A heavily redacted correspondence between the Policing Minister, Chris Philp and a private firm Facewatch reveals that the Minister would “do everything possible” to promote the widespread use of facial recognition technology. The evidence reveals that the Minister secretly lobbied the Information Commissioner’s Office to act “favourably” towards Facewatch.
Facial recognition technology has been repeatedly criticised by privacy rights campaigners for being vastly invasive, inaccurate and discriminatory. Facewatch is a private firm selling this controversial software to retailers combatting shoplifting. But the firm has recently been in hot water for its disproportionate use of this technology.
Mark Johnson, Advocacy Manager for civil liberties group Big Brother Watch said:
“This disclosure is utterly damning and appears to show that Chris Philp intervened in the data regulator’s investigation of a private facial recognition company he was having meetings with.
“It raises serious questions as to whether Philp and his officials influenced the regulator’s notable leniency towards the company. Indeed, data regulators operating under the same law in other European countries have issued multi-million-pound fines over live facial recognition being used to spy on shoppers, whilst Facewatch got off scot-free in the UK.
“Correspondence from Philp to Facewatch makes for deeply uncomfortable reading and portrays the Minister as more of a lobbyist for this facial recognition firm than a Minister of the Crown. It’s disturbing that these heavily redacted letters reveal Philp was giving full-throated support to Facewatch, at the taxpayer’s expense, both during the investigation and after the company was found to have breached a raft of privacy laws.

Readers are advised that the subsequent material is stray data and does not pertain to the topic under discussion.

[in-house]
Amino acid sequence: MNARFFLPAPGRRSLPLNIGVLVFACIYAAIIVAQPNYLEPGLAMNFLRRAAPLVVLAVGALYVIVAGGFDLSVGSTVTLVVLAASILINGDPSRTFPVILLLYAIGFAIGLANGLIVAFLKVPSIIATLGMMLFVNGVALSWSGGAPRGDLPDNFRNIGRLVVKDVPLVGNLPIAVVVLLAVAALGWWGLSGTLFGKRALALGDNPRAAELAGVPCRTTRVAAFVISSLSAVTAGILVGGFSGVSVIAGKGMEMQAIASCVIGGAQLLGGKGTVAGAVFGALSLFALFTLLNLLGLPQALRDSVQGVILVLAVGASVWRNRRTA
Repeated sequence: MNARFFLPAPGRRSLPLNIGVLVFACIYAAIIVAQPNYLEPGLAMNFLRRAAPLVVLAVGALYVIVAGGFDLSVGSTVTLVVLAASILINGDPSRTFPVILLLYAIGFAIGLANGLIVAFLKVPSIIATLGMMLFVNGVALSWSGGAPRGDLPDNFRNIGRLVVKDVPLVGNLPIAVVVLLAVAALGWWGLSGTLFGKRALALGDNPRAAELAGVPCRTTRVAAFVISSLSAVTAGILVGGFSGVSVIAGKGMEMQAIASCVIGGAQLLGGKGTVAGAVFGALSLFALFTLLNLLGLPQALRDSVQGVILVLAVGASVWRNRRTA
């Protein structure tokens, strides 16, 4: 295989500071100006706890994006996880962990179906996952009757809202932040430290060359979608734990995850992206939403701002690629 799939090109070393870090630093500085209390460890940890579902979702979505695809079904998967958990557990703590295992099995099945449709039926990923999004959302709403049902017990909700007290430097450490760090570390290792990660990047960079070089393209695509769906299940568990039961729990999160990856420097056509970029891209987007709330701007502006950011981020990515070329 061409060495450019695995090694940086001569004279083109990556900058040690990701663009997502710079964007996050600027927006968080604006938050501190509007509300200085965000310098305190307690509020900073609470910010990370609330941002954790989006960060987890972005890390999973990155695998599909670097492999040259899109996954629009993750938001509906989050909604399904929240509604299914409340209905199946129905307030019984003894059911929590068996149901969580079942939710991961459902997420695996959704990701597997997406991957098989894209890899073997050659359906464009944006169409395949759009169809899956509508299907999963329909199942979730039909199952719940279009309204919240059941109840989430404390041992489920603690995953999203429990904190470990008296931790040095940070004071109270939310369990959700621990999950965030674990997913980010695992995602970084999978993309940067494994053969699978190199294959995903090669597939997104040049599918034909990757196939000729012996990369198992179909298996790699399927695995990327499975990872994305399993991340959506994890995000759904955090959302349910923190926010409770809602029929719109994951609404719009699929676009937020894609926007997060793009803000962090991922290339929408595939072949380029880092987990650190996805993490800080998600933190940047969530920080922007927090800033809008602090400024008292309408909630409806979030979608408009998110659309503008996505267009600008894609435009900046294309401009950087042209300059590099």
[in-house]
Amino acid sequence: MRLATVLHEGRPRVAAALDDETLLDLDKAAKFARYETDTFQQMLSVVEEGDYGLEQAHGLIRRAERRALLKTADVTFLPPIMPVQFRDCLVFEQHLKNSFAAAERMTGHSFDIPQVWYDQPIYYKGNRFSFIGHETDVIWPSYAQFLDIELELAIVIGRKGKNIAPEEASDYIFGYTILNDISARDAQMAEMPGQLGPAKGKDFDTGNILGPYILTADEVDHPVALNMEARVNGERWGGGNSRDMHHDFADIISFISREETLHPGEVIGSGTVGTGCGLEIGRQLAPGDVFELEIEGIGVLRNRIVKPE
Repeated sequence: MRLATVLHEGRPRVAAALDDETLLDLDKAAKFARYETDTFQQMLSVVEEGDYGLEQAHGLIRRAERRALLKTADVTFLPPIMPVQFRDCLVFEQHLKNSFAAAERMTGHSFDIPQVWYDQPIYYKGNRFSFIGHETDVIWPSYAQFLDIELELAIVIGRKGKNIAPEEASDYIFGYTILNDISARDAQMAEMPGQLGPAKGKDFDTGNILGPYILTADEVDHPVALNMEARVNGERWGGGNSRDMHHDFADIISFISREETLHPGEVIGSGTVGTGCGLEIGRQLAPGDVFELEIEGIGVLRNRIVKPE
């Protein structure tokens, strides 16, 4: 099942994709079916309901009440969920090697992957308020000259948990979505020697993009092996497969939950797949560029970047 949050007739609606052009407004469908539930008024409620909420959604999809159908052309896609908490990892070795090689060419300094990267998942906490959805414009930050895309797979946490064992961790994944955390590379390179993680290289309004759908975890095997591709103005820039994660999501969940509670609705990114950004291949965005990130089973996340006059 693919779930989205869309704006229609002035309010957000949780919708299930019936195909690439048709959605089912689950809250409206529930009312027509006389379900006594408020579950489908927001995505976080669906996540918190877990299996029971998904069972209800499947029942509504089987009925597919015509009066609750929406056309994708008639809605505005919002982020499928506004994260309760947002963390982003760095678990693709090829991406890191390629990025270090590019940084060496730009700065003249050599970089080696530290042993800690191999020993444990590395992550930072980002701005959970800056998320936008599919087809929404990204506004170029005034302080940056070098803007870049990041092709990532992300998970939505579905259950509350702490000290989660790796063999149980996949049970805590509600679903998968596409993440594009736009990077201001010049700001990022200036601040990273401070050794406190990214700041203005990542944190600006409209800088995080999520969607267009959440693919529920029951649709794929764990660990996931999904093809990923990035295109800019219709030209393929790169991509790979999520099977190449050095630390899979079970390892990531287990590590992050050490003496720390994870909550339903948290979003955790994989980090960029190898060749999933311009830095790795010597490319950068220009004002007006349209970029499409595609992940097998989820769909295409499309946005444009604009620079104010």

“It’s unbelievable that a UK minister is batting for private companies selling dystopian mass surveillance tech that is rarely seen outside of China and Russia. The Government should be clear that this Orwellian tech has no place at all on Britain’s high streets, and focus on fixing our broken policing rather than cosying up to tech companies that have nothing to do with police whatsoever. Philp’s actions will damage public trust in the independence of ministers and regulators, and should be fully investigated.”